As long as I’ve been working with 360 video, one element has always been out of reach: interactivity. Particularly when viewed through a headset, the immersive nature of 360 video lends itself well to exploration and curiosity. The challenge has always been how to add that interactivity. Neither working with an external vendor, nor developing a in-house solution seemed worthwhile for our needs. However, the tool Thinglink now offers an intuitive way not only to augment media with interactive annotations, but to link that various media to each other.
Thinglink, as described previously, is a web platform that allows the user to add interactive pop-up graphics onto photos and videos, in 2D or in 360. Duke is piloting the technology, so I took the opportunity to test both the creation and publishing of 360 video through Thinglink.
The creation part couldn’t have been simpler (and in its pursuit of simplicity also feels a bit light on features). I was able to upload a custom 360 video without trouble, and immediately start adding annotated tags. You can see my test video here. There are four primary forms of tags:
- Labels add a simple text box that are best used for… labeling things. This would be useful in a language learning context where you might want to add, say, the Spanish word for “tree” near a tree visible in the video.
- Text/Media are fancier versions of labels which includes room for a title, description, photo, or external link. This is for something where you might want to add a little more context for what you are tagging.
- Embeds allow you to insert embed codes. This would typically be a video (from either YouTube or Duke’s own Warpwire) but could include surveys or any other platform that provides you an HTML embed code to add to your website.
- Tour Links allow you to connect individual tagged videos/photos together. If I wanted to provide a tour of the first floor of the Technology Engagement Center, for example, I could start with a video from the main lobby. For the various rooms and hallways visible from the lobby, I could then add an icon that when clicked on moves the viewer to a new video from the perspective of the icon that they clicked.
Adding all of these is as simple as clicking within the video, selecting what kind of tag you want, and then filling in the blanks. My only real gripe here is a lack of customization. You can’t change the size of the icons, though you can design and upload your own if you like. The overall design is also extremely limited. You can’t change text fonts, sizes etc. There is a global color scheme which just comes down to a background color, text color, button background and button text color. In the “Advanced” settings, you can reset the initial direction POV that the 360 video starts in, and you can also toggle “Architectural mode” with eliminates the the fish-eye POV at the expense of less overall visibility. While viewing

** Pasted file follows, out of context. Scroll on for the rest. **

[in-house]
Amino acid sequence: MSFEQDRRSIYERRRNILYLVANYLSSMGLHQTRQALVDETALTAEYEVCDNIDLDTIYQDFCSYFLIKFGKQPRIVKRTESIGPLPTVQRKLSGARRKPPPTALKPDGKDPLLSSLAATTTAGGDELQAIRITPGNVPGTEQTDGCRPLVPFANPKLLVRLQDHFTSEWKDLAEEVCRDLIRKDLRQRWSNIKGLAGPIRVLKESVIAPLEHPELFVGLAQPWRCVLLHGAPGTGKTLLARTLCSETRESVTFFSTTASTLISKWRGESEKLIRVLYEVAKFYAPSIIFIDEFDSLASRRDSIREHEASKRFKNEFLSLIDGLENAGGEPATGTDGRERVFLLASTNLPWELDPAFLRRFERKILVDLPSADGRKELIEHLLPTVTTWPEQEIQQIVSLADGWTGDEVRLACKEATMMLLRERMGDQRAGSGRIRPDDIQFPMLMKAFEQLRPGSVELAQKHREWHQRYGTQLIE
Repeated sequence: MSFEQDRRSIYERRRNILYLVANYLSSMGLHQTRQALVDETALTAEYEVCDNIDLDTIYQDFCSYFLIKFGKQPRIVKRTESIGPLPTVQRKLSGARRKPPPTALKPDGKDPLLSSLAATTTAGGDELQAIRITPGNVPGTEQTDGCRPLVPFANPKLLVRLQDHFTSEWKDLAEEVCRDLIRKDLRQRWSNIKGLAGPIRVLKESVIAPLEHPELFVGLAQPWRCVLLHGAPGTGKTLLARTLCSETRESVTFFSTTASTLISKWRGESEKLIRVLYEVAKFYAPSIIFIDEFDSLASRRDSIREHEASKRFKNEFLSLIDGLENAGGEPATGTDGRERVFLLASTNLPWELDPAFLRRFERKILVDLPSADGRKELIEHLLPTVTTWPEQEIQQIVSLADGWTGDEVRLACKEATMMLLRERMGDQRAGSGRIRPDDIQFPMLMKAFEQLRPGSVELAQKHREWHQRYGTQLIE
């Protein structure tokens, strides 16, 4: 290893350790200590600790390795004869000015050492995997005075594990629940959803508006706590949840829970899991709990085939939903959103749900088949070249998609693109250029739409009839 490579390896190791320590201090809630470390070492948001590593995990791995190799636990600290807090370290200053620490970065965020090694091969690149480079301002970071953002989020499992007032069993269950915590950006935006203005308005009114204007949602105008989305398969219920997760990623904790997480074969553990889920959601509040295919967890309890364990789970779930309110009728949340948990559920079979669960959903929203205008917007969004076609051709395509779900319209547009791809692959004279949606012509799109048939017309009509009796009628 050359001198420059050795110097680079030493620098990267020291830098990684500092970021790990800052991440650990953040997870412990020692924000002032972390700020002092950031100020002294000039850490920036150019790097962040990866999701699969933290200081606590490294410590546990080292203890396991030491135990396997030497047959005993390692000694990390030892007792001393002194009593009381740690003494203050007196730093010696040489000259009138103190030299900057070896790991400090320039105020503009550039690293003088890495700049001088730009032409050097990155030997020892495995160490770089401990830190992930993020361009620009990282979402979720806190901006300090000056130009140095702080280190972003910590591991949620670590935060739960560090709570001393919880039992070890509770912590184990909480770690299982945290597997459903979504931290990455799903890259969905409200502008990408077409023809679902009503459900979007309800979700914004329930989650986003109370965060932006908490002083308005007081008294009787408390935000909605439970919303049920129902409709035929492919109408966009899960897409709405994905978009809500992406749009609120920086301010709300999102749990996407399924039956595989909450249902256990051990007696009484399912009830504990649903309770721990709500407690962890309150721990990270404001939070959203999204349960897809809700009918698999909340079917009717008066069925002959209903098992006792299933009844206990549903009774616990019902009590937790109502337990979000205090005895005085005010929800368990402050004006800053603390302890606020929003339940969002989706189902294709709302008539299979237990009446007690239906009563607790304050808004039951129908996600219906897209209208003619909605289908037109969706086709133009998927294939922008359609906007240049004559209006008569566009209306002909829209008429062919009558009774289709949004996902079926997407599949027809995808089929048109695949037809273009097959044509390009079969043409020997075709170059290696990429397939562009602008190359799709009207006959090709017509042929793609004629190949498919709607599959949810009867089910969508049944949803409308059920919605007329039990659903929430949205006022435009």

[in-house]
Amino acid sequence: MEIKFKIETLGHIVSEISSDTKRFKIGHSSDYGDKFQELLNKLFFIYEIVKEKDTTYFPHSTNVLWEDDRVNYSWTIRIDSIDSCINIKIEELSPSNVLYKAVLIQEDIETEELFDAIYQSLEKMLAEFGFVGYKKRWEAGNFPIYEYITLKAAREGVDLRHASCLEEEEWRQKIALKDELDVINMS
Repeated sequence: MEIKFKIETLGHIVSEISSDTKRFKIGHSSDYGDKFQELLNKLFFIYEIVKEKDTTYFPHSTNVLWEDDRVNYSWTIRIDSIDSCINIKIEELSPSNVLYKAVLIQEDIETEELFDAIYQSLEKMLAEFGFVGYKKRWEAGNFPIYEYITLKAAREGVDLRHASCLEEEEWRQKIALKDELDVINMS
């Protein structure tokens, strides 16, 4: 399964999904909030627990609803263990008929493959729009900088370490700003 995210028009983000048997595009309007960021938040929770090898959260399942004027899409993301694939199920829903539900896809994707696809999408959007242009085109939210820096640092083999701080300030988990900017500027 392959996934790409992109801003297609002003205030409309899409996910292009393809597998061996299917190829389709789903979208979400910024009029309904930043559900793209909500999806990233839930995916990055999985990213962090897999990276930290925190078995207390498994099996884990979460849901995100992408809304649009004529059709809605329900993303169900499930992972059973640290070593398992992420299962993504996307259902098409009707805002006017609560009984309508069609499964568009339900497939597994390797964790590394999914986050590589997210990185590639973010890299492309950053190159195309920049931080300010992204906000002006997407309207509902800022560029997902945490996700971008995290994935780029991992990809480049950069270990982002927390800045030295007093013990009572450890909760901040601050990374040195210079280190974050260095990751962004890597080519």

All in all, it’s incredibly easy to set up and use. Sharing is also pretty straightforward, provided you don’t intend to view the video in an actual VR headset. You can generate a shareable link that is public, unlisted, or only visible to your organization. You can even generate an embed code to place the Thinglink viewer within a website. What I was most curious about, however, was if I could properly view a Thinglink 360 video with our Oculus Go headset. In this regard, there’s a lot of room for improvement.
In principal, this use case is perfectly functional. I was able to access one of Thinglink’s demo 360 videos from within the Oculus Go headset and view and interact with the video with no trouble. The headset recognized the Thinglink video was a 360 video and automatically switched to that mode. A reticule in the center of my field of vision worked as mouse, in that if I hovered directly over a tag icon, it would “click” and activate the icon, negating the need for an external controller. The only issue was that the window that was activated when I “clicked” on an icon would sometimes be behind me and I had no idea anything had happened.
When I tried to view and access my own video, however, I had a lot of trouble. From a simple logistics standpoint, the shareable Thinglink URLs are fairly long and are tedious to input when in a VR headset (I made mine into a TinyURL which slightly helped). When I was finally able to access the video, it worked fine in 2D mode but when I clicked on the goggles icon to put the video into VR Headset mode I was met with a simple black screen. The same went for trying to view the video in this mode on my phone or on desktop. I found that after several minutes of waiting, an image from the video would eventually come up. Even when I was able to see something other than darkness, I discovered that the embedded videos were not functional at all in VR mode.
While the functionality is potentially there to create an interactive 360 video tour in Thinglink and view it within a VR Headset, it’s simply not practical at this point. It’s a niche use case, sure, but one that seems within grasp. If the developers can work out the kinks, this platform would really be a gamechanger. For now, interactive 360 video will have to stay on the flat screen for me.